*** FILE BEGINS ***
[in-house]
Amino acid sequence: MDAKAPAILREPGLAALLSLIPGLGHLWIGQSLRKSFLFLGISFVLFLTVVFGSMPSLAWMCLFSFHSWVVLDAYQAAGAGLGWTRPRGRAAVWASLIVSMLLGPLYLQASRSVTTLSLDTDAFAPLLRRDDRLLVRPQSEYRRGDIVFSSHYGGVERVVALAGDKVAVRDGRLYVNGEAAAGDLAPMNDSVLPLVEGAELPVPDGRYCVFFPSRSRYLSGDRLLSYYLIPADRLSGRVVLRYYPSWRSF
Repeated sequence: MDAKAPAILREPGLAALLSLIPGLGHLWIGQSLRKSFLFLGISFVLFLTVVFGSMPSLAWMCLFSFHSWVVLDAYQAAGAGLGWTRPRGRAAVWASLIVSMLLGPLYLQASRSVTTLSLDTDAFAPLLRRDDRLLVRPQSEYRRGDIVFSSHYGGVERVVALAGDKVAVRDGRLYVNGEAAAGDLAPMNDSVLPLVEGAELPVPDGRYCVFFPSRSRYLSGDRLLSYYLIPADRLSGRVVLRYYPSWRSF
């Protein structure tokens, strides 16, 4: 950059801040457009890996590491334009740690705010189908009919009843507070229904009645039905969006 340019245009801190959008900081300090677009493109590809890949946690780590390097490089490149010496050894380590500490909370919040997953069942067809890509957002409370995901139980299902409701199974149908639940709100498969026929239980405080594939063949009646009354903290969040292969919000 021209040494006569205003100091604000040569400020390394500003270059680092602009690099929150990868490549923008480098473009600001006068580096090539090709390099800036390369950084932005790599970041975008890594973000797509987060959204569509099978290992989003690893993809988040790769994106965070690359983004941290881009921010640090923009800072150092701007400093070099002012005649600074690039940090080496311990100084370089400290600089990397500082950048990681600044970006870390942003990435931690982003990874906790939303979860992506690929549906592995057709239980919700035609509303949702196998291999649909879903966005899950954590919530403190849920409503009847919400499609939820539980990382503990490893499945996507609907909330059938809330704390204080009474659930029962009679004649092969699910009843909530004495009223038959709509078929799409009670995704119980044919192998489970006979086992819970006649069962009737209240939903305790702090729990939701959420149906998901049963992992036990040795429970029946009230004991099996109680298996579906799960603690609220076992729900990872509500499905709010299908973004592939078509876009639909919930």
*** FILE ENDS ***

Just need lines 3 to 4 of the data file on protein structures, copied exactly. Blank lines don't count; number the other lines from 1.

Repeated sequence: MDAKAPAILREPGLAALLSLIPGLGHLWIGQSLRKSFLFLGISFVLFLTVVFGSMPSLAWMCLFSFHSWVVLDAYQAAGAGLGWTRPRGRAAVWASLIVSMLLGPLYLQASRSVTTLSLDTDAFAPLLRRDDRLLVRPQSEYRRGDIVFSSHYGGVERVVALAGDKVAVRDGRLYVNGEAAAGDLAPMNDSVLPLVEGAELPVPDGRYCVFFPSRSRYLSGDRLLSYYLIPADRLSGRVVLRYYPSWRSF
């Protein structure tokens, strides 16, 4: 950059801040457009890996590491334009740690705010189908009919009843507070229904009645039905969006 340019245009801190959008900081300090677009493109590809890949946690780590390097490089490149010496050894380590500490909370919040997953069942067809890509957002409370995901139980299902409701199974149908639940709100498969026929239980405080594939063949009646009354903290969040292969919000 021209040494006569205003100091604000040569400020390394500003270059680092602009690099929150990868490549923008480098473009600001006068580096090539090709390099800036390369950084932005790599970041975008890594973000797509987060959204569509099978290992989003690893993809988040790769994106965070690359983004941290881009921010640090923009800072150092701007400093070099002012005649600074690039940090080496311990100084370089400290600089990397500082950048990681600044970006870390942003990435931690982003990874906790939303979860992506690929549906592995057709239980919700035609509303949702196998291999649909879903966005899950954590919530403190849920409503009847919400499609939820539980990382503990490893499945996507609907909330059938809330704390204080009474659930029962009679004649092969699910009843909530004495009223038959709509078929799409009670995704119980044919192998489970006979086992819970006649069962009737209240939903305790702090729990939701959420149906998901049963992992036990040795429970029946009230004991099996109680298996579906799960603690609220076992729900990872509500499905709010299908973004592939078509876009639909919930």